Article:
Let's face it. The general understanding is that staying one step ahead of cyber hackers and maintaining cybersecurity is expensive, but actually, if you do not have the budget of a big Enterprise to maintain a SOC team, there are actually some controls, security mechanisms and tools that can secure your business on a reasonable price. They can be implemented with minimal effort and in exchange for your small investment, those solutions and controls yield value and a robust defence. Consider implementing prevention and awareness measures before expending a considerable investment in monitoring and response-only systems.
Pen Testing Makes Remediation More Difficult
When pen testing uncovers an issue, a limited window of time opens within which the IT professional must act, because you actually have a very small window in order to fix the gaps which were found, so the Ethical Hacker can retest your system. The difficulty comes when the IT professional's knowledge, which needs to fix the system, does not extend to an accurate analysis of the pen test result. The identified issue may require further, more extensive research or specialized knowledge outside the IT professional's understanding. In that case, the IT staff may transmit the pen test result to an outside professional for validation and assessment. All of that takes time, a valuable commodity in the cybersecurity realm. Remedial actions must occur immediately following the pen test's identification of a vulnerability; a slow reaction might give the cyber hacker enough time to steal the business's valuable data and cause a substantial financial loss.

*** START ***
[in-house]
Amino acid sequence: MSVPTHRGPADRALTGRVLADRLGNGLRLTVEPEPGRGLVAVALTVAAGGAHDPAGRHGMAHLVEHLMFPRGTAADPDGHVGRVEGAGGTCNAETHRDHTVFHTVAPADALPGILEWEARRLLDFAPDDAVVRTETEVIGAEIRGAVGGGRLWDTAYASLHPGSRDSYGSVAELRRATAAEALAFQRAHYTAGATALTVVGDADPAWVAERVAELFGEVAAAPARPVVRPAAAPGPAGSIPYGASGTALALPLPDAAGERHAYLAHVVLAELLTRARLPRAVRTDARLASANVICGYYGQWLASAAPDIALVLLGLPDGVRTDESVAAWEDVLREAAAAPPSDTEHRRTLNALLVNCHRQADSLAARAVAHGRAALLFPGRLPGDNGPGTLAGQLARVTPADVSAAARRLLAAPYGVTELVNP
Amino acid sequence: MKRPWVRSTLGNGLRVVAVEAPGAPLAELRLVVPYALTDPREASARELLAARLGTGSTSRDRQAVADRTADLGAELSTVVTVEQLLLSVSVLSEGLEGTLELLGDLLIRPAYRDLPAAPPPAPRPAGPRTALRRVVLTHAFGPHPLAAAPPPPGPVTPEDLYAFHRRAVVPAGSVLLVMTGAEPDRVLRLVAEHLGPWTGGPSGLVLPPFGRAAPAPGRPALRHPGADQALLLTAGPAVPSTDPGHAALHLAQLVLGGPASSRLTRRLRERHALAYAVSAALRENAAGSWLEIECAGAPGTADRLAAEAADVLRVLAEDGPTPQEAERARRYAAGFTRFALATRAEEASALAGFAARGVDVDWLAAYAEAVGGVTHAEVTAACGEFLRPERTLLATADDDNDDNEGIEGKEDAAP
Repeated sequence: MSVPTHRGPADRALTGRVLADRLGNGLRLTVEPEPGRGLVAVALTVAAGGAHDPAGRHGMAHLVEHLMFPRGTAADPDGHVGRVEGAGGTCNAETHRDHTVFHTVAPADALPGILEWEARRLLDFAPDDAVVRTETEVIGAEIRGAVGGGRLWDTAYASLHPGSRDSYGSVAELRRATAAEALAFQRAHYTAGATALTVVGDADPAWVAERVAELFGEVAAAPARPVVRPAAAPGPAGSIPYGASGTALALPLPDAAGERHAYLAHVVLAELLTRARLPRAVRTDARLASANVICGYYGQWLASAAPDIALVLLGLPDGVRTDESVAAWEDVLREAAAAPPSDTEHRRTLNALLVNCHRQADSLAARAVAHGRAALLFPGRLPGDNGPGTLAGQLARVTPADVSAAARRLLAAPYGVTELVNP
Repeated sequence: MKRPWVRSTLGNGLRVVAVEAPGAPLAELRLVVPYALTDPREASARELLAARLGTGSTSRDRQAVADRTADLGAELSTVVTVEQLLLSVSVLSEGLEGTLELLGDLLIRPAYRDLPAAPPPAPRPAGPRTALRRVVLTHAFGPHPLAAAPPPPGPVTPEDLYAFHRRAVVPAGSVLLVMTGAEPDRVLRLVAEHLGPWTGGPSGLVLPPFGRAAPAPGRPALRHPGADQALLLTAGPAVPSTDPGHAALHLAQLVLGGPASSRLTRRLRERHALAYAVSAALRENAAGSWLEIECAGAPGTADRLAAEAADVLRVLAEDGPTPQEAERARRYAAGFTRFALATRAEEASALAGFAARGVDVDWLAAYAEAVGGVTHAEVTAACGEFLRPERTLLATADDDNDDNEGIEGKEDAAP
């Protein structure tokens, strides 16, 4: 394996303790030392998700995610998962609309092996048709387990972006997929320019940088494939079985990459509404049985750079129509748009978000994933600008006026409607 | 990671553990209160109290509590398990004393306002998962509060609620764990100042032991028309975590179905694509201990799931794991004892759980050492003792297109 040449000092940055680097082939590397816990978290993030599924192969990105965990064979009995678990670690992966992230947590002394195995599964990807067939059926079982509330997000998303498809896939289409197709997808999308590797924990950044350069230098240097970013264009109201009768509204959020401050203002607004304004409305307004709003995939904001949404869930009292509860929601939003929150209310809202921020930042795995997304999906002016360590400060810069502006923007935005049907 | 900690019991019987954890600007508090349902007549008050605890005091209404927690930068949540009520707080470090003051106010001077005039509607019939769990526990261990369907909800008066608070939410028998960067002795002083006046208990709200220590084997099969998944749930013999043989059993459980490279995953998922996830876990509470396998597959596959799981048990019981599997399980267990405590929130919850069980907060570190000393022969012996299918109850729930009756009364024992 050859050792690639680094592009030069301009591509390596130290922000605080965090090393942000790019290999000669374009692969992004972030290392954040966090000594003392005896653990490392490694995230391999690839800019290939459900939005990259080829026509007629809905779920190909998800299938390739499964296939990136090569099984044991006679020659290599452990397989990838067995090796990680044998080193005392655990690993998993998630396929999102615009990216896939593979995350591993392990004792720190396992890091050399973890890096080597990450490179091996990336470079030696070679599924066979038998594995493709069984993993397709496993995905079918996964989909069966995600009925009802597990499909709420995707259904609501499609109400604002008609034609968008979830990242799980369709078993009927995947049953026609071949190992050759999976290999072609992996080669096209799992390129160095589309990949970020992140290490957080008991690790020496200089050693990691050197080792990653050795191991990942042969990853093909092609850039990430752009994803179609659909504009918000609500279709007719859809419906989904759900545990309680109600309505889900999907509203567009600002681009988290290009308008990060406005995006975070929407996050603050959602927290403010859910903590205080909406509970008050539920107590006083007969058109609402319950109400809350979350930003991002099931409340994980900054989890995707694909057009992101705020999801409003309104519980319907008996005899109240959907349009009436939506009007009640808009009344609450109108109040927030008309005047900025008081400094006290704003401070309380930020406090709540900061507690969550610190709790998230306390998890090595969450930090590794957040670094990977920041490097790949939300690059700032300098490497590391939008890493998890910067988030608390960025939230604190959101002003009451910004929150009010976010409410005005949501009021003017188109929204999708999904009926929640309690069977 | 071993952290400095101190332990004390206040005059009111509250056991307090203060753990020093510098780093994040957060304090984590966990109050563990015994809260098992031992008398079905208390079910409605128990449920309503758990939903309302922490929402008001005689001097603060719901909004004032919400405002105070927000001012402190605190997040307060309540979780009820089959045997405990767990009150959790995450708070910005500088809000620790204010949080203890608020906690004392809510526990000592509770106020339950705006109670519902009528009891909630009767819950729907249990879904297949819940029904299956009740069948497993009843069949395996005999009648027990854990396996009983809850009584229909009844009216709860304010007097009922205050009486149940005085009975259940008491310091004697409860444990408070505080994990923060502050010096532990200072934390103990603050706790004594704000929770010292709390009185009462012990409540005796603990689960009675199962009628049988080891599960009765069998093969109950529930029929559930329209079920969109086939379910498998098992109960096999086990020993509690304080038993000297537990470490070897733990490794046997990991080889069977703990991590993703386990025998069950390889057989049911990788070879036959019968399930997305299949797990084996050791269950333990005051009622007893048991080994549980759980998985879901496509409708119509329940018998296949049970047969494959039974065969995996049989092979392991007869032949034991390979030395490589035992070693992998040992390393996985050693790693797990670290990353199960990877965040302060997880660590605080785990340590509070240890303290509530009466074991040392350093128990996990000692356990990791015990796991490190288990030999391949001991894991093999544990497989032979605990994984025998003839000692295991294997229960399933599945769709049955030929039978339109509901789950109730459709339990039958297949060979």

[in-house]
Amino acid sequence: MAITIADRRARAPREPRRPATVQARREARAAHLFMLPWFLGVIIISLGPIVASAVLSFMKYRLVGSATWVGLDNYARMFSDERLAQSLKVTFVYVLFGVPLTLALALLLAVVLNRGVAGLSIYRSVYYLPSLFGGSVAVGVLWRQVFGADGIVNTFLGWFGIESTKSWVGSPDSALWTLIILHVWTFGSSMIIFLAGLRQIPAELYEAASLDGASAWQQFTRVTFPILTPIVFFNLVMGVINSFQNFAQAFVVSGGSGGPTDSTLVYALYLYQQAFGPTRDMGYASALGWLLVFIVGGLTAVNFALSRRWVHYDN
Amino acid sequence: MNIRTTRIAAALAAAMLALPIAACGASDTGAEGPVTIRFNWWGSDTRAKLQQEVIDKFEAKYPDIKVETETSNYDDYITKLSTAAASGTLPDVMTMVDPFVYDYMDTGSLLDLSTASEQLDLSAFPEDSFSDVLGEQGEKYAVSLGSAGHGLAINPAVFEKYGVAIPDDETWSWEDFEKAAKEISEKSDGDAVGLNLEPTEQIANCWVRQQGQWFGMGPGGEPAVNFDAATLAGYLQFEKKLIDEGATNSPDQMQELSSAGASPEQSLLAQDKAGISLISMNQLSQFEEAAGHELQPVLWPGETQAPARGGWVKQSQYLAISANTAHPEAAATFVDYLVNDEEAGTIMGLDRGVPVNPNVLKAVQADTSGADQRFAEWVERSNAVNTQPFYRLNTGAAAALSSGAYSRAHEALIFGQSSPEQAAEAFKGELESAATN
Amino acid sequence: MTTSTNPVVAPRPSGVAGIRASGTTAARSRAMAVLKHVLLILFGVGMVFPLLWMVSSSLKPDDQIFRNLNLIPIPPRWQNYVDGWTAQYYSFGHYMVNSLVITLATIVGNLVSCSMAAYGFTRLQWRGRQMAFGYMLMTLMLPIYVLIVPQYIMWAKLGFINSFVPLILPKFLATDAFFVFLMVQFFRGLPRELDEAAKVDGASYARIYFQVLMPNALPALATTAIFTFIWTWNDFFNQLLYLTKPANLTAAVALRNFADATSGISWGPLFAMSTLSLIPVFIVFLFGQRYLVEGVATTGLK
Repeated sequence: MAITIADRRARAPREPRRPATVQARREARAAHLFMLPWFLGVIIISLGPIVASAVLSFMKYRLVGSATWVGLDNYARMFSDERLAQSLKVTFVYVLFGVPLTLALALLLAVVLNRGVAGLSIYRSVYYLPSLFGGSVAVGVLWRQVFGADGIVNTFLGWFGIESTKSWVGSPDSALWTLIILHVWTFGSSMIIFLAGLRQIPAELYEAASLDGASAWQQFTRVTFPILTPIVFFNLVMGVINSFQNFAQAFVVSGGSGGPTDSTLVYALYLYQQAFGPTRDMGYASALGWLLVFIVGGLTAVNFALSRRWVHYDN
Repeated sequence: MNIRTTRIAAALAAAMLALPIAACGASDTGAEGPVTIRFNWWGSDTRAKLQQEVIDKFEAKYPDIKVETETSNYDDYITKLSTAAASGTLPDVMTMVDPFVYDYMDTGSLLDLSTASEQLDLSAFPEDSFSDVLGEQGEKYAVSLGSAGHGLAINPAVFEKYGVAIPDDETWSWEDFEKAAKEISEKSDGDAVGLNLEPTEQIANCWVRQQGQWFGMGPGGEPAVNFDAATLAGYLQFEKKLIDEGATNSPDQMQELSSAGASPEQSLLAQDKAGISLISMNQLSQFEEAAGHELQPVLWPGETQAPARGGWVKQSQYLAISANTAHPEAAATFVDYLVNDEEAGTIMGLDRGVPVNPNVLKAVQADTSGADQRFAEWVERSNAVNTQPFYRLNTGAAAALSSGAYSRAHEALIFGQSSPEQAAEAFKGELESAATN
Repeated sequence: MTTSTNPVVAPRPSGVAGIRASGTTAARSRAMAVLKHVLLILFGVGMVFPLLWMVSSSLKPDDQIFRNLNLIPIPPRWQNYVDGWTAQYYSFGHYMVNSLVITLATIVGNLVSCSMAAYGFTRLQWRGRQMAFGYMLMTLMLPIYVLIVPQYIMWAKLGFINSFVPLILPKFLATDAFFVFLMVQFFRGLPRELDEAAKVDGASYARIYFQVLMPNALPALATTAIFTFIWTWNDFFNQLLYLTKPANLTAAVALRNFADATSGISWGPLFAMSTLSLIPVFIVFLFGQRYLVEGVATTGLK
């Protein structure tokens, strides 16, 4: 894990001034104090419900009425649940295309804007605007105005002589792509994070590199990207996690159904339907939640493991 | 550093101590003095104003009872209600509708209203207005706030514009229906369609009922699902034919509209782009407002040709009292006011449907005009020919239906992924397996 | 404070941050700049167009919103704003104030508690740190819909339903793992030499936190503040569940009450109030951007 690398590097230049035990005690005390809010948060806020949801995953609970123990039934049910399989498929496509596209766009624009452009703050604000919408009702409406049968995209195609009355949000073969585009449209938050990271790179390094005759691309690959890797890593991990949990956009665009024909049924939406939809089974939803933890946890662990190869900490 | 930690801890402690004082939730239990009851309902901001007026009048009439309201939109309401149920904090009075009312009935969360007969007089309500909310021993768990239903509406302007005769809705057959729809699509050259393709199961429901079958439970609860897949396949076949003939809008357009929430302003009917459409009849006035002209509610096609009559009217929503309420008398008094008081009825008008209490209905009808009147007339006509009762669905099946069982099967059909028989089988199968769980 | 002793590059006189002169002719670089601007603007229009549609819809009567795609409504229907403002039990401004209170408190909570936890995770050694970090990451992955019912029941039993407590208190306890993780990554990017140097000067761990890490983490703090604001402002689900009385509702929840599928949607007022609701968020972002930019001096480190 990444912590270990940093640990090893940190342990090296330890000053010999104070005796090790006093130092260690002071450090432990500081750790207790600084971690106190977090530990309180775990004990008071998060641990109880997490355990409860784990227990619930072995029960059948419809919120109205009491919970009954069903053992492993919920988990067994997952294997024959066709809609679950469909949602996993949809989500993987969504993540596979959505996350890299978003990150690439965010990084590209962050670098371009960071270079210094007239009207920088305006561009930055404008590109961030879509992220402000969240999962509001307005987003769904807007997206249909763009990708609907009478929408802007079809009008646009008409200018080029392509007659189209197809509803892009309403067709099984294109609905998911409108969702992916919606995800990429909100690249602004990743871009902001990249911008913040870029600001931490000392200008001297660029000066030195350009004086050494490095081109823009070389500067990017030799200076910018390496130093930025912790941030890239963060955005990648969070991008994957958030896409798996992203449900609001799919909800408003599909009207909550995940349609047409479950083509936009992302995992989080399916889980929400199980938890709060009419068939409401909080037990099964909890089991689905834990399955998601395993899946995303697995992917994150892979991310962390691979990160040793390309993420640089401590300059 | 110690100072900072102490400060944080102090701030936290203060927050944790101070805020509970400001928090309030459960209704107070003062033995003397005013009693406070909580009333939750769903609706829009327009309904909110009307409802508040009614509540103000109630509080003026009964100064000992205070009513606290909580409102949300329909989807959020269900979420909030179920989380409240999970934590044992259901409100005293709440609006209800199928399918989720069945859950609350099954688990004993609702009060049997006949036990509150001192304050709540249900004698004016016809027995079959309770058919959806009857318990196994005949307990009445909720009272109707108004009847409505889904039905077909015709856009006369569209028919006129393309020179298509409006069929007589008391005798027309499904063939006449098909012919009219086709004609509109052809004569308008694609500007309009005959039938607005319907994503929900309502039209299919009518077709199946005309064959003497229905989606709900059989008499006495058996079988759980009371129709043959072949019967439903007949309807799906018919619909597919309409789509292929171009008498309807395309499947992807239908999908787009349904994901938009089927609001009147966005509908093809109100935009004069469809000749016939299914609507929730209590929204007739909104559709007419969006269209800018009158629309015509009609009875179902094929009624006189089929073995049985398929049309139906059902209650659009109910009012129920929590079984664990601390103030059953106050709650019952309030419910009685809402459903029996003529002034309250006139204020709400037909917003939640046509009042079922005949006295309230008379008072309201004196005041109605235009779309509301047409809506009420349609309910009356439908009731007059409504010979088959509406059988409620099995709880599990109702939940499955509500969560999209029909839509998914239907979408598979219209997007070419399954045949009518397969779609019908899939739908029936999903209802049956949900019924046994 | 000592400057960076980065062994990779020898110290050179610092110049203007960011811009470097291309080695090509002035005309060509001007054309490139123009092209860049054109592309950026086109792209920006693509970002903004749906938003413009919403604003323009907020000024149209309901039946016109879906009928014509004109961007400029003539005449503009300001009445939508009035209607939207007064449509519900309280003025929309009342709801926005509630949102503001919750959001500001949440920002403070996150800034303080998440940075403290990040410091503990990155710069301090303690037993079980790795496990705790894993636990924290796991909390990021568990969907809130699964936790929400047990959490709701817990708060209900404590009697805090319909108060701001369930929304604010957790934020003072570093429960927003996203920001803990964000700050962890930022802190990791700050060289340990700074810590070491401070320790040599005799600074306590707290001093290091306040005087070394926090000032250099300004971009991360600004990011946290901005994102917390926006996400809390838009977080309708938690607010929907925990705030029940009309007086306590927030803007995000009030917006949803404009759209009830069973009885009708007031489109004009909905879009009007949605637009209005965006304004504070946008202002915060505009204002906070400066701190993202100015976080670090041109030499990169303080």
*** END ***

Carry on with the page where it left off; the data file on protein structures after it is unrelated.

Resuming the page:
Outdated Systems and Poor Asset Management
Outdated systems. In the fast-changing world of cybersecurity, sometimes companies have outdated, legacy software that they mix with new applications. Such mixing does not engender an accurate pen test result with respect to the company's security posture. Those companies with mixed legacy and new applications would do well to take the following wise advice: Take the time to update the system. That of course sounds easier said than done. So if you don’t have the ability to update your whole system, for one reason or another, you should at least have visibility over it, monitor its behaviour over time, and know what is your exposure from maintaining an outdated system. In this way, you will be able to calculate your risk score on the different assets and see if you can tolerate the risk, or you need to find another solution, to maintain your defence. In either way, you will know where the problems are and you will be able to control them according to your business needs. This is one of the many problems that pen testing will not save you from, it might give you just some partial overview of what is going on.
Poor asset management. It makes sense that larger organizations have large data collections to secure. Even more critical, large companies often store that data in various locations. That is, enterprise data is not limited to one single server, workstation, or platform. It follows then that a company in these circumstances cannot generalize the security posture of all network facets from one single pen test. Each server, workstation, or platform is unique and requires monitoring over time.
If you find your company considering a pen test to determine its cybersecurity position, remember this: pen testing provides a mere snapshot in time while other cost-effective tools provide constant awareness of security exposure with easier remediation.
You probably won't have full confidence in your system's cybersecurity position if your system passes all its penetration tests but the testing only covers 55% of the existing system.
The CsRM platform leads the way toward cybersecurity based on awareness, visibility, continues assessment and it manages your cybersecurity risk over the long-term. We cordially invite you to schedule a free trial so you can see how CsRM can help you tame your cybersecurity issues.